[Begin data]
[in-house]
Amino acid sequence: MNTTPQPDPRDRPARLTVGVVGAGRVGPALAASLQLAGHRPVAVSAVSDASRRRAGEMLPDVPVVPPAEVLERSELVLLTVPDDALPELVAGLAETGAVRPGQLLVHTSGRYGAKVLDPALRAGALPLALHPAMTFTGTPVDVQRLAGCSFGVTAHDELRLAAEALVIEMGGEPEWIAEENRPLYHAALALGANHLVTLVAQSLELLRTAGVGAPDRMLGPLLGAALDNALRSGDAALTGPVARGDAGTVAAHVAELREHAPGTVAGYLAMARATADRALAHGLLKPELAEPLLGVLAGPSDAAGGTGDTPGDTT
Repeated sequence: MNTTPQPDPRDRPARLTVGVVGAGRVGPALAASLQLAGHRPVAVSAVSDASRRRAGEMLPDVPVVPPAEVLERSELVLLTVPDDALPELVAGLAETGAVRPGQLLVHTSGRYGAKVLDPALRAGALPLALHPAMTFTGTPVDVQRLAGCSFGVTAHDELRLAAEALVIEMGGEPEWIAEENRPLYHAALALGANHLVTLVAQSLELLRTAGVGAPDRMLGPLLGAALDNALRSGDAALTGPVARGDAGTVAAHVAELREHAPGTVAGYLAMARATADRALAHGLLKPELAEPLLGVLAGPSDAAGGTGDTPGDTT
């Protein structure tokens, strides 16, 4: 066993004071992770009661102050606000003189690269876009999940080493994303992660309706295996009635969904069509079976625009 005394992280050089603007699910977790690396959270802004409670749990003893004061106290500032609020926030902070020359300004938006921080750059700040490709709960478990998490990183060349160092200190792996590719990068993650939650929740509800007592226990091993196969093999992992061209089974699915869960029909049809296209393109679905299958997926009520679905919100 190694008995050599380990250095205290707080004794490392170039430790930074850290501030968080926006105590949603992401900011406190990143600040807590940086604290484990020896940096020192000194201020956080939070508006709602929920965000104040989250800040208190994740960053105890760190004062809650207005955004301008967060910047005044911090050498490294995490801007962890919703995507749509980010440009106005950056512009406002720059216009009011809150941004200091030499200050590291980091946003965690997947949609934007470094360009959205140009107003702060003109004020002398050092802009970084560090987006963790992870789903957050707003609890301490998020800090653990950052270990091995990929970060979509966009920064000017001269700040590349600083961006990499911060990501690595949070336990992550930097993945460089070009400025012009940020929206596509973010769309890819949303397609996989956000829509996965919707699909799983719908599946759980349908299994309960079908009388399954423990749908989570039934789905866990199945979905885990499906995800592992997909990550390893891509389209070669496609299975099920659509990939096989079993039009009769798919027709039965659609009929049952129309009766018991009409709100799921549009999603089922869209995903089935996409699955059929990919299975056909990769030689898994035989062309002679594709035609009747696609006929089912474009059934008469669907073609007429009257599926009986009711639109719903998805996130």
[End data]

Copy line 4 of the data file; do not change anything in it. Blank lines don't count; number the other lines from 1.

């Protein structure tokens, strides 16, 4: 066993004071992770009661102050606000003189690269876009999940080493994303992660309706295996009635969904069509079976625009 005394992280050089603007699910977790690396959270802004409670749990003893004061106290500032609020926030902070020359300004938006921080750059700040490709709960478990998490990183060349160092200190792996590719990068993650939650929740509800007592226990091993196969093999992992061209089974699915869960029909049809296209393109679905299958997926009520679905919100 190694008995050599380990250095205290707080004794490392170039430790930074850290501030968080926006105590949603992401900011406190990143600040807590940086604290484990020896940096020192000194201020956080939070508006709602929920965000104040989250800040208190994740960053105890760190004062809650207005955004301008967060910047005044911090050498490294995490801007962890919703995507749509980010440009106005950056512009406002720059216009009011809150941004200091030499200050590291980091946003965690997947949609934007470094360009959205140009107003702060003109004020002398050092802009970084560090987006963790992870789903957050707003609890301490998020800090653990950052270990091995990929970060979509966009920064000017001269700040590349600083961006990499911060990501690595949070336990992550930097993945460089070009400025012009940020929206596509973010769309890819949303397609996989956000829509996965919707699909799983719908599946759980349908299994309960079908009388399954423990749908989570039934789905866990199945979905885990499906995800592992997909990550390893891509389209070669496609299975099920659509990939096989079993039009009769798919027709039965659609009929049952129309009766018991009409709100799921549009999603089922869209995903089935996409699955059929990919299975056909990769030689898994035989062309002679594709035609009747696609006929089912474009059934008469669907073609007429009257599926009986009711639109719903998805996130």